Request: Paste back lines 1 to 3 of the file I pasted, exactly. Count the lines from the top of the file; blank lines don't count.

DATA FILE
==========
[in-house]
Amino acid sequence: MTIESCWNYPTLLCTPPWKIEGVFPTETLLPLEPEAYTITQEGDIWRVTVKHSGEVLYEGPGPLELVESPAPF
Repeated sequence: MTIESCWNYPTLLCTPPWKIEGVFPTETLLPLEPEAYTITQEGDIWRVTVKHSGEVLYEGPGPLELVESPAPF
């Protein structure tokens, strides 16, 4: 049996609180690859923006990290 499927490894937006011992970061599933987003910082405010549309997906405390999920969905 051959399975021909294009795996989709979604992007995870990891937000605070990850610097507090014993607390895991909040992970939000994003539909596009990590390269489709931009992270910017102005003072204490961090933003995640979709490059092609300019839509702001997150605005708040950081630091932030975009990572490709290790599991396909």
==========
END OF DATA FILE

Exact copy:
[in-house]
Amino acid sequence: MTIESCWNYPTLLCTPPWKIEGVFPTETLLPLEPEAYTITQEGDIWRVTVKHSGEVLYEGPGPLELVESPAPF
Repeated sequence: MTIESCWNYPTLLCTPPWKIEGVFPTETLLPLEPEAYTITQEGDIWRVTVKHSGEVLYEGPGPLELVESPAPF